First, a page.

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I would like to test in what regression fits my data best. My dependent variable is a count, and has a lot of zeros.

And I would need some help to determine what model and family to use (poisson or quasipoisson, or zero-inflated poisson regression), and how to test the assumptions.

  1. Poisson Regression: as far as I understand, the strong assumption is that dependent variable mean = variance. How do you test this? How close together do they have to be? Are unconditional or conditional mean and variance used for this? What do I do if this assumption does not hold?
  2. I read that if variance is greater than mean we have overdispersion, and a potential way to deal with this is including more independent variables, or family=quasipoisson. Does this distribution have any other requirements or assumptions? What test do I use to see whether (1) or (2) fits better - simply anova(m1,m2)?
  3. I also read that negative-binomial distribution can be used when overdispersion appears. How do I do this in R? What is the difference to quasipoisson?
  4. Zero-inflated Poisson Regression: I read that using the vuong test checks what models fits better.

    > vuong (model.poisson, model.zero.poisson)

    Is that correct? What assumptions does a zero-inflated regression have?

  5. UCLA's Academic Technology Services, Statistical Consulting Group has a section about zero-inflated Poisson Regressions, and test the zeroinflated model (a) against the standard poisson model (b):

    > m.a <- zeroinfl(count ~ child + camper | persons, data = zinb)
    > m.b <- glm(count ~ child + camper, family = poisson, data = zinb)
    > vuong(m.a, m.b)

I don't understand what the | persons part of the first model does, and why you can compare these models. I had expected the regression to be the same and just use a different family.

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1) Calculate the mean and the sample variance. $\frac{\bar{X}}{S^2}$ should be $\mathrm{F}(1,n-1)$ distributed, where $n$ is the size of the sample and the process is truly Poisson - since they are independent estimates of the same variance.

Note that this test ignores the covariates - so probably not the best way to check over-dispersion in that situation.

Note also that this test is probably weak against the zero-inflated hypothesis.

3) negative binomial in R: use glm.nb from the MASS package, or use the zeroinfl function from the pscl package using the negative binomial link.

4) zip (zero-inflated Poisson) is a mixture model. You have a binary outcome, according to which a subject belongs to group A (where a 0 is certain) or to group B (where counts are Poisson or neg binomial distributed). An observed 0 is due to subjects from group A + subjects from group B who just happened to be lucky. Both aspects of the model can depend on covariates: group membership is modeled like a logistic (log odds is linear in the covariates) and the Poisson part is modeled in the usual way: log mean is linear in the covariates. So you need the usual assumptions for a logistic (for the certain 0 part) and the usual assumptions for a Poisson. In other words, a zip model will not cure your overdispersion problems - it only cures a big gomp of zeroes.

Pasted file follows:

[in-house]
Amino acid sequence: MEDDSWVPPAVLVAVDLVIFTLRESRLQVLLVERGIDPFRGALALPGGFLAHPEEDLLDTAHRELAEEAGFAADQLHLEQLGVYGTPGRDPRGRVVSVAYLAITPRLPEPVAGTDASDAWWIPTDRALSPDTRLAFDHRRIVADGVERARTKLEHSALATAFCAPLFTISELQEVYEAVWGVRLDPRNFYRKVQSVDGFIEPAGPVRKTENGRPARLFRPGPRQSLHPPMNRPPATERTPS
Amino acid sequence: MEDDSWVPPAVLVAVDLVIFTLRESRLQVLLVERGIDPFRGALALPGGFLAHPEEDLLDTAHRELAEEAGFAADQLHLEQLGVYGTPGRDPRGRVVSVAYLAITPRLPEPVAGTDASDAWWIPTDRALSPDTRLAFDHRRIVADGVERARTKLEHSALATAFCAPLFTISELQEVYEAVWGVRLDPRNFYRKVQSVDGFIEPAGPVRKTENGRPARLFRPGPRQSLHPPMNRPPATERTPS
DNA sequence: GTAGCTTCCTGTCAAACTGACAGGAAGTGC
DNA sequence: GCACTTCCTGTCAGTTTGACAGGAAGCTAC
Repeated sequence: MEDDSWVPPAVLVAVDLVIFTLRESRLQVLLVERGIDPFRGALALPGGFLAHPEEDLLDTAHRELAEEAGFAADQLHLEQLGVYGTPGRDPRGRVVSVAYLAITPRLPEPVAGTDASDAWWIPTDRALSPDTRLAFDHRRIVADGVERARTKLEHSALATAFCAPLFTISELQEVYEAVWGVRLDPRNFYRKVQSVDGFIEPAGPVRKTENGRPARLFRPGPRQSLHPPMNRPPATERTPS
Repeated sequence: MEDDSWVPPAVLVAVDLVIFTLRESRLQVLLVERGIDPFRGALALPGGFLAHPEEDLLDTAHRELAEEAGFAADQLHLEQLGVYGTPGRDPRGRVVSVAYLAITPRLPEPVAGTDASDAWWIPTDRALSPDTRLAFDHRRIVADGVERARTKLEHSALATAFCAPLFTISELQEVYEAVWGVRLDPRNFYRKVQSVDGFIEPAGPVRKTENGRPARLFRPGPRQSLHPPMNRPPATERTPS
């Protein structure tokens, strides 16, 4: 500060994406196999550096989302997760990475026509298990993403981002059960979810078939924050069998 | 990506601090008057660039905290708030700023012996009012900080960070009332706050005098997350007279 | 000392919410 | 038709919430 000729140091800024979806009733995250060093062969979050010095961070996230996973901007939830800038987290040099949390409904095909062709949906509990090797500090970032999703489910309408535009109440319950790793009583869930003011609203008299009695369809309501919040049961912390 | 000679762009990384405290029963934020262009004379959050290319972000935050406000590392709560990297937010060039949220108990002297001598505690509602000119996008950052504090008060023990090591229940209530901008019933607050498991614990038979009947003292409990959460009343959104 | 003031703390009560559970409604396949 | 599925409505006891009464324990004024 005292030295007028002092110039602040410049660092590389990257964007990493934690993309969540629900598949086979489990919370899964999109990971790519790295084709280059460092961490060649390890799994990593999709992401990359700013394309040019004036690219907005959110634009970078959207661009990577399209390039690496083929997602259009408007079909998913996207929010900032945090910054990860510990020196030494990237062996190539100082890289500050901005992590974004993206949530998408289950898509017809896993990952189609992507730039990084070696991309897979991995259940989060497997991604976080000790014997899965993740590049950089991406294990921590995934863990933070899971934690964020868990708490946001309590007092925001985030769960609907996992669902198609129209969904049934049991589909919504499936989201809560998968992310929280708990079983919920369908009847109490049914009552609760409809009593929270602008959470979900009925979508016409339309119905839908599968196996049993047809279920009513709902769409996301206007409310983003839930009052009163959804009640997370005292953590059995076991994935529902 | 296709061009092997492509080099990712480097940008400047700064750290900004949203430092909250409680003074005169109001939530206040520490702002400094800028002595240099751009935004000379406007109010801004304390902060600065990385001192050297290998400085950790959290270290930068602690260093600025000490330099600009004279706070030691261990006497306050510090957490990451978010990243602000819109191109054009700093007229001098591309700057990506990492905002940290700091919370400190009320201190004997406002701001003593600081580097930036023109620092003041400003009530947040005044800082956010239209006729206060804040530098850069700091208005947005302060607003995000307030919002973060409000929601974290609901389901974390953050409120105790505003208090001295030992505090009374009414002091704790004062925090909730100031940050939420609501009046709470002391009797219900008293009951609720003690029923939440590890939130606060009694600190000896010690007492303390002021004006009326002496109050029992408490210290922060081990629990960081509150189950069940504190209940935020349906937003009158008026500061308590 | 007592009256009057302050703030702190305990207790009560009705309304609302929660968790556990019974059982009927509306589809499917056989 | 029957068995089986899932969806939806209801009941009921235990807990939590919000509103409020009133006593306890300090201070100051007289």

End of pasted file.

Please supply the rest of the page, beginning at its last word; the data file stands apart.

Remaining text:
5) not sure what the data set is and couldn't find the reference. zeroinfl needs a model for both the poisson part and the binary (certain 0 or not) part. The certain 0 part goes second. So m.a is saying that whether the person is a certain 0 or not depends on "persons" - and assuming the subject is not a certain 0, count is a function of camper and child. In other words log(mean) is a linear function of camper and child for those subjects not requiring a 0 count.

m.b is just a general linear model of count in terms of camper and child - both assumed to be fixed effects. The link function is Poisson.

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  • $\begingroup$ Thank you! A quick question: is there a way to produce r^2 or pseudo-r^2 like Nagelkerke in glm using family=poisson in R? Thank you! $\endgroup$ – Torvon Oct 21 '12 at 1:23
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  1. library(pastecs)

stat.desc(dep_var) - and then take a look if the mean and the variance are equal. From here you can also calculate the % of zeroes in your vector.

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  • 3
    $\begingroup$ Welcome to the site. This is more like a comment than an answer; also, it is better to use proper spelling and so on - this isn't texting and many people who read this site have English as a 2nd or 3rd or .... language. $\endgroup$ – Peter Flom - Reinstate Monica Nov 9 '12 at 12:21
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    $\begingroup$ Please, work on improving this quick reply. $\endgroup$ – chl Nov 9 '12 at 14:33

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